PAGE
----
An Ohio man who scammed at least a dozen people out of over $800,000 by pretending to be a Ghanaian prince was convicted in front of a jury for federal fraud on September 16.
Daryl Robert Harrison, known as Prince Daryl Attipoe to his victims, was convicted of three charges: wire and mail fraud, conspiracy to commit fraud, and witness tampering. The fraudster faces a maximum of twenty years in federal prison upon his sentencing.
According to the Department of Justice, Harrison and his stepfather lied to investors by telling them that he was a prince who had “direct connections with these [mining and trucking] companies and that they could expect an investment return of 28 to 33 percent.”
Another avenue in which they scammed churchgoers out of money was by claiming they were both ministers who financially supported “religious services in various church facilities and private residences” throughout the Ohio and Colorado area to glean donations. The prosecutors on the case explained that they then continued to use the money to rent a home and buy numerous luxury cars and extensive hotel stays.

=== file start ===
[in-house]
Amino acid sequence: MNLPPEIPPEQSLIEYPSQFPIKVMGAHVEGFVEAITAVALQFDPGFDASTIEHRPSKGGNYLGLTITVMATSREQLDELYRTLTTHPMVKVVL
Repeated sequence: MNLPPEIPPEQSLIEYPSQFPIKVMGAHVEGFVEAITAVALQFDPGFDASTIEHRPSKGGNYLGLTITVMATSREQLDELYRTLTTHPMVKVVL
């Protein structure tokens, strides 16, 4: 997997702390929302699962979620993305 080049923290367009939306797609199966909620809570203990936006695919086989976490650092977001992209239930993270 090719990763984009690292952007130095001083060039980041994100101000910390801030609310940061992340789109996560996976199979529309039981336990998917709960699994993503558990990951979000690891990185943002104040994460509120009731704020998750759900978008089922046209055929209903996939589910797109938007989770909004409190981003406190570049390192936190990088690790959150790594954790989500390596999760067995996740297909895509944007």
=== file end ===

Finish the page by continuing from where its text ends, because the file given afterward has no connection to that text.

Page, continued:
The prosecutors explained that Harrison then failed to pay back investors and planned to use the money for his own personal gain after soliciting it from people.
According to the indictment statement, Harrison and his stepfather “unjustly enrich themselves and PHOP by soliciting monies from investors using false and fraudulent pretenses, representations and promises, and converting those monies for defendants’ personal benefit and for the benefit of PHOP without the knowledge or authorization of the investors.”
The document continued to say that the fraudsters “failed to provide investors with interest payments, routinely terminated all communications with investors, ignored individual investor inquiries, and ignored demands from investors seeking the return of investment monies.”